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My Autobiography as a Reader

By Susan Elizabeth Sweeney, Associate Professor of English 

Susan Elizabeth Sweeney As a child I had books instead of playmates; and, when I grew older, I learned to use books as the basis for my friendships. One of my earliest memories is of my father reading to me from the Mary Poppins' series when I was about four-years-old. Daddy was quiet, withdrawn, and not much given to physical affection; therefore, being allowed to cuddle against him in "his" living room chair, while he read aloud to me, was very special indeed. If anyone interrupted him during this time - if my mother came into the room to ask him something, for example - he would start over a few sentences earlier, in order to preserve the story's continuity. As soon as I realized this, I began to figure out ways to interrupt him myself so as to make the reading last longer. 

I don't remember exactly when I learned to read by myself, although I know that my two older sisters taught me to write long before I entered the first grade. Because my sisters were 13 and 11 years older than me, I was an only child as well as a youngest child, and I spent most of my time reading. Most of the volumes that I read were ones that I simply discovered in the bookshelves of my parents' home in Maryland and my grandmother's house in Pennsylvania. I read adult books that were much too old for me; my mother, for example, used to tell how I asked her, at age seven, what a "pimp" was, and when she demanded to see what I was reading - a very racy biography of Rodin entitled Naked Came I - I smugly replied that she had taken me to see Rodin's sculptures at the Baltimore Museum of Art, so surely it was O.K. for me to read a book about him. (I don't think she ever explained what a pimp was, however.) I also read children's books that were much, much older than I was - from vintage Nancy Drews, with blue silhouettes of Nancy in flapper dress on the orange flyleaves, to turn-of-the-century girls' stories and boarding-school romances like Marjorie's Busy Days and A Little Miss Nobody, to the complete works of Gene Stratton Porter. It was only much later, in my teens, that I began to realize what a strangely old-fashioned, secondhand sort of childhood I had had, not only because I was brought up among people much older than I was, but also because I spent so much time devouring books that no one else my age had ever heard of, let alone read. 

I especially liked reading these musty, fragile, forgotten old volumes at my grandmother's house, where they were quarantined behind the glass doors of old-fashioned bookcases - and not in the library or the living room, where the proper books were kept, but in a tiny room upstairs known as "the sewing room" because an antique Singer sewing machine that no one ever used was kept there. I actually read these books in the library, in an enormous leather-covered rocking chair that had belonged to my grandfather, and that was big enough for even an adult to curl up inside. It was with a special thrill that I would read, on the flyleaf of one of these books, the name of my mother or her sisters and brothers, inscribed "to a very sweet girl" or "to a good boy" by some long-dead great-great-aunt over 50 years before. Part of the thrill came from the poignant feeling that someone else, no matter how distant, had also rapturously followed, like me, the doings of Dora Deane or one of those other goody-goody heroines. (I feel the same poignancy when I leave a movie theatre by myself, knowing that I've shared an emotional experience with dozens of others but am now quite alone again.) In fact, I used to ask my parents, somewhat nervously, if they had not also "liked to read" when they were little - because, despite the number of books they owned, I never saw them reading anything but the newspaper.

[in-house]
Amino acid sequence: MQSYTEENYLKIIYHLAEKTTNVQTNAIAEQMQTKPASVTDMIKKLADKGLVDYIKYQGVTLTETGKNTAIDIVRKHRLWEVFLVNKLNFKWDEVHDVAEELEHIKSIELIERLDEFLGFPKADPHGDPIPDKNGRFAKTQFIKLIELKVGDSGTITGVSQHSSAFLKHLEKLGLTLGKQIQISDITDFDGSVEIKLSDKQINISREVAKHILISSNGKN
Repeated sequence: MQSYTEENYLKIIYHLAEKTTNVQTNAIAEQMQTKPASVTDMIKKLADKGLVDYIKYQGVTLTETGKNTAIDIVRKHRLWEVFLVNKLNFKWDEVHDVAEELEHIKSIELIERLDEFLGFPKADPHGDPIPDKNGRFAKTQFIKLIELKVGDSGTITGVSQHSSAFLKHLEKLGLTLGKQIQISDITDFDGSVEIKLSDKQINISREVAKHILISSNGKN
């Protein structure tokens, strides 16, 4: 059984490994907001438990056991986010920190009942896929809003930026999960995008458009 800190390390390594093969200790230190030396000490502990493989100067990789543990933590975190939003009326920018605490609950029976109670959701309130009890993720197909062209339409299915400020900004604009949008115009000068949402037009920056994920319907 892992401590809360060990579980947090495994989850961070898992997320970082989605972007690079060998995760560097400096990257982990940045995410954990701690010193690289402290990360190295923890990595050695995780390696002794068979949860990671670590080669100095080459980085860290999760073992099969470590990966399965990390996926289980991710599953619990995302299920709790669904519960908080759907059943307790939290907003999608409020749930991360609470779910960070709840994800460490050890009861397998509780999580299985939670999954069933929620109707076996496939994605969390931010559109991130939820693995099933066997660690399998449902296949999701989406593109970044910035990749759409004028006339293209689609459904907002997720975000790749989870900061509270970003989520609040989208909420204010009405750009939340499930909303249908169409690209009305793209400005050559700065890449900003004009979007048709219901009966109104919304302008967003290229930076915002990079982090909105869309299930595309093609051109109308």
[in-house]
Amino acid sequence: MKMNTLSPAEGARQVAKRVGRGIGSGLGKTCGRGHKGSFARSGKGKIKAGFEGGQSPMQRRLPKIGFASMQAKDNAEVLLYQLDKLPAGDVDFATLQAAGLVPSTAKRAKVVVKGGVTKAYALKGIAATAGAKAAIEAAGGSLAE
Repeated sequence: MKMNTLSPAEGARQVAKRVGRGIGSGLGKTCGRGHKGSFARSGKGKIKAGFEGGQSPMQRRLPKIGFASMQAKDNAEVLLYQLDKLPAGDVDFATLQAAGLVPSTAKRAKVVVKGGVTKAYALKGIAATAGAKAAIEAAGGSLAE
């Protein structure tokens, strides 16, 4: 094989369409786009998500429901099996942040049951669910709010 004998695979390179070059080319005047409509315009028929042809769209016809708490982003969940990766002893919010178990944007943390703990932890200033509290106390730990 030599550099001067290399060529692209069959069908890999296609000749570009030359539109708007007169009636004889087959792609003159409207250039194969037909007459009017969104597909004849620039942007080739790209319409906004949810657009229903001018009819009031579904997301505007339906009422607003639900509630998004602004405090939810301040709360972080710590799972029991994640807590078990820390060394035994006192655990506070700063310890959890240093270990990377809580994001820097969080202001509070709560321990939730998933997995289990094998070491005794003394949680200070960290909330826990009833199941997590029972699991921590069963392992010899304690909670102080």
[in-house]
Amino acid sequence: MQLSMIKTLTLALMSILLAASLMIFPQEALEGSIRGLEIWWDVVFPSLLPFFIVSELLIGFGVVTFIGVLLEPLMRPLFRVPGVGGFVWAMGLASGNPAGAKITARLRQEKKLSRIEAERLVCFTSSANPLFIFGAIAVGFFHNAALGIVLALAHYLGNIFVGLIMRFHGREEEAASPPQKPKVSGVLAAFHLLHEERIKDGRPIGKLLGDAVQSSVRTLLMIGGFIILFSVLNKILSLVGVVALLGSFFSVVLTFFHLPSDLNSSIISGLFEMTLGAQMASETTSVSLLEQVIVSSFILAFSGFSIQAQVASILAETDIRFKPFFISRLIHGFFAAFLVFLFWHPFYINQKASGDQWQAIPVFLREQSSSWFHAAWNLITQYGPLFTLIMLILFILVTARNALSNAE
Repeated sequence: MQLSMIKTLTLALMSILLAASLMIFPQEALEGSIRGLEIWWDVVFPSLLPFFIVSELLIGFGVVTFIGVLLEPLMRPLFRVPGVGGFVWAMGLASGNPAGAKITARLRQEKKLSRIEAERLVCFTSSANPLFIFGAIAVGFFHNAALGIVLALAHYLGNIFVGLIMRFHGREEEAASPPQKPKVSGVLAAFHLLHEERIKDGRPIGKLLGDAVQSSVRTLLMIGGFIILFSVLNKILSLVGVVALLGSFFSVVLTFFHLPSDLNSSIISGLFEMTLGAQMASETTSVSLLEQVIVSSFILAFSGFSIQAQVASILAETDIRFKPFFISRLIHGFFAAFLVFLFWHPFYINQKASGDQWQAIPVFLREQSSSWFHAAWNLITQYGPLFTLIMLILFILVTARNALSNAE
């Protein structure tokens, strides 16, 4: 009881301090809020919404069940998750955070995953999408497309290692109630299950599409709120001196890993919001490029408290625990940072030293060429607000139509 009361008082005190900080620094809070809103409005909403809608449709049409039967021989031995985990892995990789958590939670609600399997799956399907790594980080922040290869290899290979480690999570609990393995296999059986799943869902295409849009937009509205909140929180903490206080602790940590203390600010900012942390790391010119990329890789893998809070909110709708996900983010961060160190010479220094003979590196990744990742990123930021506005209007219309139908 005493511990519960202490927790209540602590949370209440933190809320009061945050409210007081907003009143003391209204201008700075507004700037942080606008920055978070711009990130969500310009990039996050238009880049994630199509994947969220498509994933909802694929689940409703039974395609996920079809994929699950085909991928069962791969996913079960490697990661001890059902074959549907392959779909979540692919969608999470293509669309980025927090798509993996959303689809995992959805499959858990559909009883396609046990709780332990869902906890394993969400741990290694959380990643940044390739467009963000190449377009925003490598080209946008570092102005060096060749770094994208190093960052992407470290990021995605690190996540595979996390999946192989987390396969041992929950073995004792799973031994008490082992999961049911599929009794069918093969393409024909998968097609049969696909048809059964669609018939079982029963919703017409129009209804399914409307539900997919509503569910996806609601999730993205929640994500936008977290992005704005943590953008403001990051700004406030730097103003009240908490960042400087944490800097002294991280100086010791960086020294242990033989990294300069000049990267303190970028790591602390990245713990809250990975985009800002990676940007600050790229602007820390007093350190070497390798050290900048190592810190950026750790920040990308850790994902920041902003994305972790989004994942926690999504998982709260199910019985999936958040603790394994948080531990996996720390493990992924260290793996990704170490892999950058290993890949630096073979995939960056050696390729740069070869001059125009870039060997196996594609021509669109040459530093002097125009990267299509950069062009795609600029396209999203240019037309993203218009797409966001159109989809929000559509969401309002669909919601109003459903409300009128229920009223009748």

By the time I reached high school, I knew that I had had an unusual childhood, in part because I had read such an oddly large and various assortment of books. I also discovered, however, that there were other people like me. And I quickly learned that one of the few pleasures as profoundly intimate as reading someone's written thoughts is talking to someone else, in person, about that experience. From that point on, sharing books, conversing about books, and reading books aloud have been important aspects of all my friendships and romances. 

Long after I had grown up, I came upon Eleanor Farjeon's marvelous collection of fairy tales for children, The Little Bookroom, and felt a keen affinity with the book's narrator. As a child, the narrator says, she had read all the leftover books that overflowed from her parents' bookshelves and were stored in the little room of the title - just as I once savored the forgotten riches in my grandmother's sewing room. A few years later, when Farjeon's long out-of-print book was reprinted by Dover Press, I bought a copy for an eight-year-old nephew who lived half a continent away from me. The next time I saw him, he wanted to talk about The Little Bookroom, because he didn't know anyone else in the world who had read it. Like me, he had discovered that books were an intrinsic part of who he was and of how he would relate to everyone else. 

This essay was the result of an assignment for students and faculty alike in a course titled "Book as Text, Book as Object." Professor Sweeney co-taught the course with and Professor Susan Schmidt of the visual arts department. 

 

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